What Do Caterpillars Eat? (13 Ways to Get Rid of Them!)

Caterpillars are a common sight in summer, and you will surely see them while crawling over the plant’s leaves in search of food. These insects are herbivores or omnivores, and they can be picky in plant choice. If you are a lucky one and have your own garden, you need to know what do caterpillars eat to protect your plants on time.

What Do Caterpillars Like to Eat

What Do Caterpillars Like to Eat

Caterpillars hatch from moths’ eggs and butterflies laid on the host plant’s leaves. Butterflies and moths carefully choose plants for laying eggs, and typically, each caterpillar species has its favorite host plant.

The caterpillars have strong jaws and begin to eat the host plant leaves immediately after their birth. They are unbelievably voracious during the first two weeks of life but focus only on necessary feeding after that to accelerate their growth.

Interestingly, the caterpillars will refuse to eat leaves and die when find themselves on plants that don’t suit their type. You can recognize:

  • Universal caterpillar feeders that can eat any plant
  • Specific caterpillar feeders that only consume particular plants

Caterpillars never drink water but only eat more leaves when they are thirsty. Keep in mind that captive-bred caterpillars have a partially different diet than caterpillars in the wild. They will enjoy nibbling:


Nettle is a yummy and one of the favorite plants for caterpillars. Therefore, some insects preferably pick it out as the host plant to lay eggs on its leaves whenever possible, including:

  • Peacocks
  • Red admirals
  • Notches
  • Small tortoiseshell butterflies

Moss and lichens

You can find lichens on old walls, tree trunks, and decaying plant waste. Offer them to young moth caterpillars, including:

  • Scarce footman
  • Rosy
  • Muslin
  • Dingy
  • Buff

Bark and twigs

Caterpillars often make holes in the tree bark and feed on the tree’s inner bark. On average, they can live there for almost two years before harming a tree.

Wild grass

Caterpillars like Meadow Brown, Gatekeeper, and Skipper are species that feed primarily on wild grass. You can make it easier to nourish these caterpillars by not mowing your garden regularly.

Oak leaves

These leaves are among the best foods for caterpillars. Providing that the caterpillars don’t want to eat anything you give them, offer them oak leaves.


Some caterpillar species enjoy the dandelion, clover, cuckoo, and the bird’s foot trefoil flowers.

Alder Buckthorn

Brimstone butterfly caterpillars preferably eat the Alder Buckthorn tree leaves.


Some types of caterpillars feed on honeycombs because they like sweet food. For example, the wax moth lays eggs in honeycombs, so the caterpillars feed on it as soon as they hatch. Unfortunately, these caterpillars can destroy an entire bee colony.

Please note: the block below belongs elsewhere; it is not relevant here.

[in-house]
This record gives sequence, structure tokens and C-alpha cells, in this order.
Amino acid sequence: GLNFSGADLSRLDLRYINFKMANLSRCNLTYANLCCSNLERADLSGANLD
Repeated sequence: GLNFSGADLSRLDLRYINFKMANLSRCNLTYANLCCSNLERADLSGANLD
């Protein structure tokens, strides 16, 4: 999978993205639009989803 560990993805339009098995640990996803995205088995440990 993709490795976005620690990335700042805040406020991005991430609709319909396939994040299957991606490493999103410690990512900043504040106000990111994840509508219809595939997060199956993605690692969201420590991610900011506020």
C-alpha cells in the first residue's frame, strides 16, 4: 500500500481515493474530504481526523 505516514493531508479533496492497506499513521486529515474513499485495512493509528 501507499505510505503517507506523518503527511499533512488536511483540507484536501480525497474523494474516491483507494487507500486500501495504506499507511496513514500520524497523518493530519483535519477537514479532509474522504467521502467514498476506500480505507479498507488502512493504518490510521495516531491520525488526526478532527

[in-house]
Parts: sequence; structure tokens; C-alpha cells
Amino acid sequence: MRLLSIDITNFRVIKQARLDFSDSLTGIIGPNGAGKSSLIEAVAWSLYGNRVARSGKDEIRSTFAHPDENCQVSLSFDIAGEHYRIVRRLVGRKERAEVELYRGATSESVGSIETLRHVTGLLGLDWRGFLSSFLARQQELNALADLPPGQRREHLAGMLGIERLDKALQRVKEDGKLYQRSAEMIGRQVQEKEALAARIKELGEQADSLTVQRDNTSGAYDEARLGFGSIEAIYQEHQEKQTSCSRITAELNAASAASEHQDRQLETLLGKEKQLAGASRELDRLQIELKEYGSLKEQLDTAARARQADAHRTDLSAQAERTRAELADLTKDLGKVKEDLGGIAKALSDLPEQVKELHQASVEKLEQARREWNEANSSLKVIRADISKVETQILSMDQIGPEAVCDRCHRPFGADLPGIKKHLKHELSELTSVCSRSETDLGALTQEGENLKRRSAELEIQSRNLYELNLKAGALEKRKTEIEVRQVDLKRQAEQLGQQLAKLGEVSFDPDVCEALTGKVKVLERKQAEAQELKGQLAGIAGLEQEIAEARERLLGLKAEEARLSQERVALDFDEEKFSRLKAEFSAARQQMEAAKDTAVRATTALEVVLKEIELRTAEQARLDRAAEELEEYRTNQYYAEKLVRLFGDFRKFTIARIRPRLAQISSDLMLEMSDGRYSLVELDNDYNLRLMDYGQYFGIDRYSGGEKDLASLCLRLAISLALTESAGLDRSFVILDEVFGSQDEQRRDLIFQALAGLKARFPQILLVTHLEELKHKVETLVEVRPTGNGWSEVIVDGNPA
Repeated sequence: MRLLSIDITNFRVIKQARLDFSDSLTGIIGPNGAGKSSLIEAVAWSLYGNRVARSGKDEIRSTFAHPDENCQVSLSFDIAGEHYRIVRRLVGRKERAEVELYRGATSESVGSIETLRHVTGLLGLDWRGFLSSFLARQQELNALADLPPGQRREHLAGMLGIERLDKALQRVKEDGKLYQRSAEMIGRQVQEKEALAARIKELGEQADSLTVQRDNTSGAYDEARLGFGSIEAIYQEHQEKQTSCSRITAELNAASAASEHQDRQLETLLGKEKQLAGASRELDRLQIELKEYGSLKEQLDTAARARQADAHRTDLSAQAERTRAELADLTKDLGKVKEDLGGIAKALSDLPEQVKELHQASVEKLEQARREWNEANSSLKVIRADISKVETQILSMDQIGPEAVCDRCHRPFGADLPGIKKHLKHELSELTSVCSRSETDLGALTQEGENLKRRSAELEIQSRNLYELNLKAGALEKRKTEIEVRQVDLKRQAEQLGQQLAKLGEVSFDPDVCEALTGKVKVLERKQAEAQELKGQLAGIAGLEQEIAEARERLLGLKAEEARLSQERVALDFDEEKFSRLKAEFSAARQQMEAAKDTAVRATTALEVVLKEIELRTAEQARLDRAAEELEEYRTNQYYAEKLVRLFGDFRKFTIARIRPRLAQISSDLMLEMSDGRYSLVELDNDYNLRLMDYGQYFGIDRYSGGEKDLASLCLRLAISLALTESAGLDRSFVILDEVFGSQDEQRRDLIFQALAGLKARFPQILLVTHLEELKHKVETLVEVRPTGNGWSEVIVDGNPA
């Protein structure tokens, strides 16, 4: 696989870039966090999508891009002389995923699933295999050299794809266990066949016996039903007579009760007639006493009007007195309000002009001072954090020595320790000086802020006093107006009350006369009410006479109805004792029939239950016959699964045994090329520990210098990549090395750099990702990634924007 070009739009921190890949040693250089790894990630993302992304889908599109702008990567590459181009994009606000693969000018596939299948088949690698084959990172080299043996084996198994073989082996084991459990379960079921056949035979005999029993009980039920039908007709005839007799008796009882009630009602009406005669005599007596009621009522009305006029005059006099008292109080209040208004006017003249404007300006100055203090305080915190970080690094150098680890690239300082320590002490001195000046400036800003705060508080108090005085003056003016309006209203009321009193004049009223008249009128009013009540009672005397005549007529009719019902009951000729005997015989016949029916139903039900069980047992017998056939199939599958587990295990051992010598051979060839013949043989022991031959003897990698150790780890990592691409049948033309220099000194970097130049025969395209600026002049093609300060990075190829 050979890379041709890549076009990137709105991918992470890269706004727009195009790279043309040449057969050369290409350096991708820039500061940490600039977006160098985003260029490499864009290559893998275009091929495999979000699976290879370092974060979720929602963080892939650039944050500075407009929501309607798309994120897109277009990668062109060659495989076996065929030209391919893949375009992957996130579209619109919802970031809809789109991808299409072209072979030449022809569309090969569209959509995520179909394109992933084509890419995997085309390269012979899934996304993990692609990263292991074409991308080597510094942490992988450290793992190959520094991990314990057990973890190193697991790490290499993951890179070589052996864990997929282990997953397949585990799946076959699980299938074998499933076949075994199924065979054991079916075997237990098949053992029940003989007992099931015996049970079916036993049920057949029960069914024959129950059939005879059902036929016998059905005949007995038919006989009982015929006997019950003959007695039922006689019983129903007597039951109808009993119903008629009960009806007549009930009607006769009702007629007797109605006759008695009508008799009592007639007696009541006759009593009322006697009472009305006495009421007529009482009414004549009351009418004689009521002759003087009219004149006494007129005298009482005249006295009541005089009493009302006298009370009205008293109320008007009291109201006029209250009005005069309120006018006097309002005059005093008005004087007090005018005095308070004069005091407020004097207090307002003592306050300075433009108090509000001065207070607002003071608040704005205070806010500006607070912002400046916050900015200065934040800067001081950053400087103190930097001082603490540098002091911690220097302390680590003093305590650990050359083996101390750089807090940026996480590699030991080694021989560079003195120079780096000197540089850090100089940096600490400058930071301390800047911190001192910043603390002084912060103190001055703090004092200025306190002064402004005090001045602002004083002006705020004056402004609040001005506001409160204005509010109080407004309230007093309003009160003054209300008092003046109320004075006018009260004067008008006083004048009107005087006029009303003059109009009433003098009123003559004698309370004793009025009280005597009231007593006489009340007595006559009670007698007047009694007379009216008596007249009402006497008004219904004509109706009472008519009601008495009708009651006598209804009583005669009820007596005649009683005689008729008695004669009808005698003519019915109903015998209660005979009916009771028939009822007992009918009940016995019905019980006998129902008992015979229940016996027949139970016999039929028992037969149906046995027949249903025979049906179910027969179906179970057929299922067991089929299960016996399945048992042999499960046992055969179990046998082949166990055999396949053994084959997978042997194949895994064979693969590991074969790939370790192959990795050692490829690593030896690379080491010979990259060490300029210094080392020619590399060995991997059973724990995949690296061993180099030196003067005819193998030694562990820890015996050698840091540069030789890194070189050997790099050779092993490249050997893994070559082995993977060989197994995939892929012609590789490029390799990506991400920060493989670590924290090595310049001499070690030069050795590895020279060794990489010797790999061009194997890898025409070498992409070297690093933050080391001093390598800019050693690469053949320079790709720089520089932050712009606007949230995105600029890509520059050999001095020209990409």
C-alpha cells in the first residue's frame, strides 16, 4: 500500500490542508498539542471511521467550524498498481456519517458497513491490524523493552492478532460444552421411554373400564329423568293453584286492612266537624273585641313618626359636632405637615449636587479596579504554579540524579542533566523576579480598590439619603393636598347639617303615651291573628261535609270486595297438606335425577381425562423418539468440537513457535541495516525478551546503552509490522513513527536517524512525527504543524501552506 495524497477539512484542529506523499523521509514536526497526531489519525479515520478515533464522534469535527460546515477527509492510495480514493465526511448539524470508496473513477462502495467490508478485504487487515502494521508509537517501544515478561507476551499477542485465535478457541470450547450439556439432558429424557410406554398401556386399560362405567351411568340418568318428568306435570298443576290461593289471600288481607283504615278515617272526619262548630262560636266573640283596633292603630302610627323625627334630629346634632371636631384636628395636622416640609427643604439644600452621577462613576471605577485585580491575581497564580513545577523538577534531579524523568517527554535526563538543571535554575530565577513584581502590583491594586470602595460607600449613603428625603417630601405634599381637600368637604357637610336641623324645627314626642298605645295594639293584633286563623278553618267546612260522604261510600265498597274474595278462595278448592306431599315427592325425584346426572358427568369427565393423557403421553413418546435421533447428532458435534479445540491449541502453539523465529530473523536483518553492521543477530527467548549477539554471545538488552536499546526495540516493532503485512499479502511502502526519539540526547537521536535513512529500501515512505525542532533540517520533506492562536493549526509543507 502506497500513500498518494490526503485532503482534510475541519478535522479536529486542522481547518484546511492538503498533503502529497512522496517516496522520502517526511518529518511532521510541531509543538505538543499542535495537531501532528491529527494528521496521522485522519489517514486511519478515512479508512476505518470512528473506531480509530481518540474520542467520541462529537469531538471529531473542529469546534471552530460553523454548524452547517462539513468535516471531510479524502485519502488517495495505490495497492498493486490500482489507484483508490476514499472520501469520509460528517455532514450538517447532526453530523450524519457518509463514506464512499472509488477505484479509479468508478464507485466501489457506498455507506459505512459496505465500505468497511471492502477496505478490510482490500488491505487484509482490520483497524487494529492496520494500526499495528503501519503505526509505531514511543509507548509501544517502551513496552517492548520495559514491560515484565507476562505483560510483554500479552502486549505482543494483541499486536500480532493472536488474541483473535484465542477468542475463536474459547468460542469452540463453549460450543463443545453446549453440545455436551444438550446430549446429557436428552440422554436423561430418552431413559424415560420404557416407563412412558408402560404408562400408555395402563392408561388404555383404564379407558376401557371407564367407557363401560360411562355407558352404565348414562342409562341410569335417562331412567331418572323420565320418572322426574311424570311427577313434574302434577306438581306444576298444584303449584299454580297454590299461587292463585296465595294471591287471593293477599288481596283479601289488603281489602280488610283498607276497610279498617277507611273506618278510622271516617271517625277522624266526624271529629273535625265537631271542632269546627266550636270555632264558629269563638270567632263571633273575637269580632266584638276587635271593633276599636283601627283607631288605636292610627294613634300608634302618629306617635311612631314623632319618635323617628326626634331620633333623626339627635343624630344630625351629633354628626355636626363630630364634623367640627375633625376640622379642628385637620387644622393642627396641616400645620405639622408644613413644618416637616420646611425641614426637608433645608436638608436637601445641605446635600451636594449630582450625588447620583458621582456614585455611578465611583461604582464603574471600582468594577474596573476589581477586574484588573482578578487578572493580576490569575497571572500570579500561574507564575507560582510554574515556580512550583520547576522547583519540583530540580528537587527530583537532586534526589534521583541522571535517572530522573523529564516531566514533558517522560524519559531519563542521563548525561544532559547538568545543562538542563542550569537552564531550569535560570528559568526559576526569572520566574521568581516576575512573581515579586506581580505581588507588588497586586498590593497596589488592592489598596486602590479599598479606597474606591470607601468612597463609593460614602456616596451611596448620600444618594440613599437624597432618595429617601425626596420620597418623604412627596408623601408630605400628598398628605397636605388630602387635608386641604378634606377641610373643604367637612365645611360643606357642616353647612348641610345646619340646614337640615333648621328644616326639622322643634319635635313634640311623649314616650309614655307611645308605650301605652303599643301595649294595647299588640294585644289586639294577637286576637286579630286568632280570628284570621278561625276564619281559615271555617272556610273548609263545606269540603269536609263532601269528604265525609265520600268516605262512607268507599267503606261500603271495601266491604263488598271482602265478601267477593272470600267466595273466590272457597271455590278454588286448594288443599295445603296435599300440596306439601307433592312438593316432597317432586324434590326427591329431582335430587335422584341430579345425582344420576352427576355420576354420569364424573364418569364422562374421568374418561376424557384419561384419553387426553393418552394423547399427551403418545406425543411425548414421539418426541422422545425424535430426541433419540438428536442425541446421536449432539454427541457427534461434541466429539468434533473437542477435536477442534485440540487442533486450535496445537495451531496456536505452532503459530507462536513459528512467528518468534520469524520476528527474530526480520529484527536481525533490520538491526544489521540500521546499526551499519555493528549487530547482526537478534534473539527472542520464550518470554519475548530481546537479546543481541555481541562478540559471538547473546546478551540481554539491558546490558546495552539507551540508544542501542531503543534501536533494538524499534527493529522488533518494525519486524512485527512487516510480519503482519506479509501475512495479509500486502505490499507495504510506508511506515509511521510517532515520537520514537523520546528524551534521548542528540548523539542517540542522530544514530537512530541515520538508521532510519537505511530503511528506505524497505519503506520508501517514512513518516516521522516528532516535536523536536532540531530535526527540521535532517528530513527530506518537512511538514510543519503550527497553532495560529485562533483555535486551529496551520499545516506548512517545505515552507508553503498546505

Some caterpillar species are omnivores. For example, the Large Blue Butterfly caterpillars feed on flowers before falling to the ground.

Once ​they fall to the ground, they start emitting a scent that attracts ants, so they take caterpillars to their nest. There, caterpillars feed on ants until metamorphosis when emerging as adult moths.


Contrary to popular belief, only 1% of all caterpillars eat clothes. They usually feed on dirty wool, fur, and feathers. It is crucial to pay attention to the clothing’s cleanliness you put into the closet. The problem with moths won’t occur if everything is clean.

Other food

Caterpillars can eat plants such as:

  • Buckwheat
  • Parsley
  • Fennel
  • Dill

They will also enjoy fruits like:

  • Black chokeberry
  • Cherry
  • Gooseberry
  • Plum
  • Apple

Remember that it is hard to make a final list of all the food that caterpillars can eat since they can ingest a wide range of ingredients.

Harm of Caterpillars

Harm of Caterpillars

Caterpillars are most often active during spring and summer and can cause massive damage to plants while feeding. The damage forms can vary, depending on the way the caterpillar feeds.

For instance, leaf-eating caterpillars are often in groups while young, and you can quickly spot them while nibbling the leaves’ surface layer. Once they grow up a bit, they will separate from the group and eat the whole leaves from the edge inwards. These caterpillars always choose a specific host.

Fruit-eating caterpillars are specific. They choose a particular plant, curl into a leaf, and tie it with silk making a nest for themselves. Their activity is stressful for the tree, so the fruits can fall off prematurely or develop with deformations.

Cutworms are unusual caterpillars because they spend the day hidden and feed on vegetable leaves at night. They are usually the primary culprits for holes in cabbage leaves or lettuce.